I tried to keep it together for my family, but I would constantly find myself in a hysterical state. At times all I wanted to do was curl up in a corner and close the world off. I lived with unrelenting fear and panic over what my mind and body were doing to me. I knew that some of the thoughts that I was having weren’t real, but I couldn’t control my body. I struggled if any outside family members wanted to visit, or my girls had friends over. I just wanted to hideaway. When leaving the house, my hands would shake uncontrollably, especially if I needed to sign a document or use my credit card. No one seemed to be able to help me. It got to the point that being alive was extremely hard work.  I could never shut off this terrible anxiety. I did try seeing a psychologist, but I found that my anxiety overcame the treatments. 

Several months down the track, I had my millionth nervous breakdown, so I decided I would see yet another doctor and hope for a miracle that I could receive help. The doctor gave me a script for another antidepressant and sent off a referral to see a psychiatrist. I was reluctant to take another antidepressant as I was sure that it would set off my heart. Still, the doctor insisted that this medication had hardly any side effects and would help with my insomnia and anxiety. Well, I tried it, and at first, it didn’t feel very good, mentally I didn’t feel any better, but after a couple of weeks, my mood improved.  I wasn’t great, but I was able to deal with life.

I attended my psychiatrist appointment, and I was diagnosed with PTSD and severe anxiety. My psychiatrist and I tried many antidepressants before I found the medication that was right for me. It took a lot of trial and error. My psychiatrist told me they don’t know what will work and what won’t, as everyone is different. I had endured horrendous anxiety and depression for long enough, and it had finally lifted. I felt human again, and I was a lot happier than I had been in years. I was no longer sitting up all night, petrified that I was going to die. Life became so much better. My psychiatrist told me that I would have to be on medication for the rest of my life, but I don’t care. Quantity of life is worth nothing without quality.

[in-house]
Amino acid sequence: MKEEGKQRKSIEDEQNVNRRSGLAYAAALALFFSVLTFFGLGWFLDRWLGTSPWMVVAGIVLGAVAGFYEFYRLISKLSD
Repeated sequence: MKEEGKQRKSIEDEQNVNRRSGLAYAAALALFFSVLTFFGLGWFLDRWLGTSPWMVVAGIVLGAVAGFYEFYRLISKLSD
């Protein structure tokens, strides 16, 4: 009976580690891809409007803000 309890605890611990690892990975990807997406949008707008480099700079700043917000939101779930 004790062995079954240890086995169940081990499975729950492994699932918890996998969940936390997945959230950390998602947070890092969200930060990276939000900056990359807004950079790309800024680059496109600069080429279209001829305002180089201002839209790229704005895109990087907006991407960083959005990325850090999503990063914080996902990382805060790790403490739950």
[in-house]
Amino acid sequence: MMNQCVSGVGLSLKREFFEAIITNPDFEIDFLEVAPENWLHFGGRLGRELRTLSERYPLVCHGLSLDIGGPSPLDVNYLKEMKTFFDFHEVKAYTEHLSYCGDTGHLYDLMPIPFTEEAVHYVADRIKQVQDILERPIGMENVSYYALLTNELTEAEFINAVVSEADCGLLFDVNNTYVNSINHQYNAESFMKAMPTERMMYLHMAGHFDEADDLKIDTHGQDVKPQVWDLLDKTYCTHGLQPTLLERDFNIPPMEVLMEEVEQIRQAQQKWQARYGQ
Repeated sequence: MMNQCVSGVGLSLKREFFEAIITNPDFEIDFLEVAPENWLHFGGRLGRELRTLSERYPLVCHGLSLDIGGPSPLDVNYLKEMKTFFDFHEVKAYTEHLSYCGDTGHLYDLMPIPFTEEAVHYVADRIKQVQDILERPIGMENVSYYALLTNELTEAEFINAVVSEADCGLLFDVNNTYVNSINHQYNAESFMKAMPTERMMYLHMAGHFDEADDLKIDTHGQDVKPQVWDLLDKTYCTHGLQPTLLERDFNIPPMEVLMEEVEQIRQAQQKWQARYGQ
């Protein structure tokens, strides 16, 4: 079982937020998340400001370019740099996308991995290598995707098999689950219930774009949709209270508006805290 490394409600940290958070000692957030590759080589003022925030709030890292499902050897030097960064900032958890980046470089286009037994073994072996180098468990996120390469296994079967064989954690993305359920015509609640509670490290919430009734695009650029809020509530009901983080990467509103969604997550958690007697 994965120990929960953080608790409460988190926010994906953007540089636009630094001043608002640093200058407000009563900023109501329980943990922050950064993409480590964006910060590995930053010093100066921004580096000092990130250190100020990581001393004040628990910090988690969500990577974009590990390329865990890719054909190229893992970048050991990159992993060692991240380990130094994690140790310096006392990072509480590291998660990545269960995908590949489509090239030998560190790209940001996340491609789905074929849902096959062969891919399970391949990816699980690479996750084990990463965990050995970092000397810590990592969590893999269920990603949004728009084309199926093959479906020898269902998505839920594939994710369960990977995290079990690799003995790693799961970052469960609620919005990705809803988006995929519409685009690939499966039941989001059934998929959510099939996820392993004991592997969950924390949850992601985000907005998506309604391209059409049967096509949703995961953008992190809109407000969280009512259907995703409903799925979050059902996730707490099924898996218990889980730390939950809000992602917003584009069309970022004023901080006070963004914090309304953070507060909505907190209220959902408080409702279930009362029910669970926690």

If you’re struggling as well, don’t give up. Find a treatment that works for you. If you have tried an antidepressant and it hasn’t worked, don’t give up on taking antidepressants altogether.  Work with your doctor, psychiatrist, and psychologist to find the right medication and treatment plan. I found it troubling when I saw comments on anxiety forums warning others not to take a particular antidepressant because it was horrible for them. Then I would feel anxious about trying that antidepressant. However, it’s important to note that was their experience. It’s not yours. Every human body is different. What didn’t work for one might work for another, and if you are concerned about a medication, talk with your specialist.

By Tanya